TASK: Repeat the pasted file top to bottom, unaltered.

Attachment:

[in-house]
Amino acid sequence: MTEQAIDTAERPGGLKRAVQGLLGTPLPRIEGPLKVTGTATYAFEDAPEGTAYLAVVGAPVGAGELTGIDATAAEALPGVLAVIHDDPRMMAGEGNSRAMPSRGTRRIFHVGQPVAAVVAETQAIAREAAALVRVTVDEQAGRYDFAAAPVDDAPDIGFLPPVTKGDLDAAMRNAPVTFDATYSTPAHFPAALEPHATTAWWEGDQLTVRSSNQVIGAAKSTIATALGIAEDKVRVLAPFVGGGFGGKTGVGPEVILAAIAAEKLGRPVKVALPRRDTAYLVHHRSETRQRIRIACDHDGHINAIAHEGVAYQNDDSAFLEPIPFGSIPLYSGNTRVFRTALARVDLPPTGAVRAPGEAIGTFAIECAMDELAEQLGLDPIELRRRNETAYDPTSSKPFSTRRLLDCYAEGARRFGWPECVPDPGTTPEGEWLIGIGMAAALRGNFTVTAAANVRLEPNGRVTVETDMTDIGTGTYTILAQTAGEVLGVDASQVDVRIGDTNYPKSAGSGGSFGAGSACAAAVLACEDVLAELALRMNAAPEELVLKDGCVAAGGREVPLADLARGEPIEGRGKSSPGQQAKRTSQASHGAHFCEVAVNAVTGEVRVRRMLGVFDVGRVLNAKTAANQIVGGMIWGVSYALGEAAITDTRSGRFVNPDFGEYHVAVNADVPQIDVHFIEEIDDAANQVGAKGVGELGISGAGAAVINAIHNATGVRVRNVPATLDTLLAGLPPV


[in-house]
Amino acid sequence: MTEQAIDTAERPGGLKRAVQGLLGTPLPRIEGPLKVTGTATYAFEDAPEGTAYLAVVGAPVGAGELTGIDATAAEALPGVLAVIHDDPRMMAGEGNSRAMPSRGTRRIFHVGQPVAAVVAETQAIAREAAALVRVTVDEQAGRYDFAAAPVDDAPDIGFLPPVTKGDLDAAMRNAPVTFDATYSTPAHFPAALEPHATTAWWEGDQLTVRSSNQVIGAAKSTIATALGIAEDKVRVLAPFVGGGFGGKTGVGPEVILAAIAAEKLGRPVKVALPRRDTAYLVHHRSETRQRIRIACDHDGHINAIAHEGVAYQNDDSAFLEPIPFGSIPLYSGNTRVFRTALARVDLPPTGAVRAPGEAIGTFAIECAMDELAEQLGLDPIELRRRNETAYDPTSSKPFSTRRLLDCYAEGARRFGWPECVPDPGTTPEGEWLIGIGMAAALRGNFTVTAAANVRLEPNGRVTVETDMTDIGTGTYTILAQTAGEVLGVDASQVDVRIGDTNYPKSAGSGGSFGAGSACAAAVLACEDVLAELALRMNAAPEELVLKDGCVAAGGREVPLADLARGEPIEGRGKSSPGQQAKRTSQASHGAHFCEVAVNAVTGEVRVRRMLGVFDVGRVLNAKTAANQIVGGMIWGVSYALGEAAITDTRSGRFVNPDFGEYHVAVNADVPQIDVHFIEEIDDAANQVGAKGVGELGISGAGAAVINAIHNATGVRVRNVPATLDTLLAGLPPV